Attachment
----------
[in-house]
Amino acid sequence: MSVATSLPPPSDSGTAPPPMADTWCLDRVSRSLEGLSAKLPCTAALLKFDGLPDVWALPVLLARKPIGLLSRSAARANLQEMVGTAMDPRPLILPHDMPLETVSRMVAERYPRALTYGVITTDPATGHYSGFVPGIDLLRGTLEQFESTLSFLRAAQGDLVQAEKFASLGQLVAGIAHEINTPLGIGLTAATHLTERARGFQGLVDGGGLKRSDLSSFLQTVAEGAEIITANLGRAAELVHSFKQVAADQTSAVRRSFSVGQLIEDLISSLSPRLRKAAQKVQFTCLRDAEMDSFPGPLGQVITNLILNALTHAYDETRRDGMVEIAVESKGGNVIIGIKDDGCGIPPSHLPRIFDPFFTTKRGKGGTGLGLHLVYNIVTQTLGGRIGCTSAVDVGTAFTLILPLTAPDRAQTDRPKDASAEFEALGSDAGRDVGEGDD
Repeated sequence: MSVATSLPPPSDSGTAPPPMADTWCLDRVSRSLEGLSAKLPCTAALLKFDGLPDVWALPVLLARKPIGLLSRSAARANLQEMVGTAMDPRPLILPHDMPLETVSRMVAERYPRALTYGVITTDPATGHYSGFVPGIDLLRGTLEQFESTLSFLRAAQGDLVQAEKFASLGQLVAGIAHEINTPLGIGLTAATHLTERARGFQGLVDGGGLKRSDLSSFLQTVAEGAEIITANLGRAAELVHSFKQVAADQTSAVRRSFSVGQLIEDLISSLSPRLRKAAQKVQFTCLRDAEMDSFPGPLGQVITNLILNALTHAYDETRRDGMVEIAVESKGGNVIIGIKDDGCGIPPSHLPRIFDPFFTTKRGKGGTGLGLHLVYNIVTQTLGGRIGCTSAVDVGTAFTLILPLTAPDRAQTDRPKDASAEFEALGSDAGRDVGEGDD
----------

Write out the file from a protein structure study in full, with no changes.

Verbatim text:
[in-house]
Amino acid sequence: MSVATSLPPPSDSGTAPPPMADTWCLDRVSRSLEGLSAKLPCTAALLKFDGLPDVWALPVLLARKPIGLLSRSAARANLQEMVGTAMDPRPLILPHDMPLETVSRMVAERYPRALTYGVITTDPATGHYSGFVPGIDLLRGTLEQFESTLSFLRAAQGDLVQAEKFASLGQLVAGIAHEINTPLGIGLTAATHLTERARGFQGLVDGGGLKRSDLSSFLQTVAEGAEIITANLGRAAELVHSFKQVAADQTSAVRRSFSVGQLIEDLISSLSPRLRKAAQKVQFTCLRDAEMDSFPGPLGQVITNLILNALTHAYDETRRDGMVEIAVESKGGNVIIGIKDDGCGIPPSHLPRIFDPFFTTKRGKGGTGLGLHLVYNIVTQTLGGRIGCTSAVDVGTAFTLILPLTAPDRAQTDRPKDASAEFEALGSDAGRDVGEGDD
Repeated sequence: MSVATSLPPPSDSGTAPPPMADTWCLDRVSRSLEGLSAKLPCTAALLKFDGLPDVWALPVLLARKPIGLLSRSAARANLQEMVGTAMDPRPLILPHDMPLETVSRMVAERYPRALTYGVITTDPATGHYSGFVPGIDLLRGTLEQFESTLSFLRAAQGDLVQAEKFASLGQLVAGIAHEINTPLGIGLTAATHLTERARGFQGLVDGGGLKRSDLSSFLQTVAEGAEIITANLGRAAELVHSFKQVAADQTSAVRRSFSVGQLIEDLISSLSPRLRKAAQKVQFTCLRDAEMDSFPGPLGQVITNLILNALTHAYDETRRDGMVEIAVESKGGNVIIGIKDDGCGIPPSHLPRIFDPFFTTKRGKGGTGLGLHLVYNIVTQTLGGRIGCTSAVDVGTAFTLILPLTAPDRAQTDRPKDASAEFEALGSDAGRDVGEGDD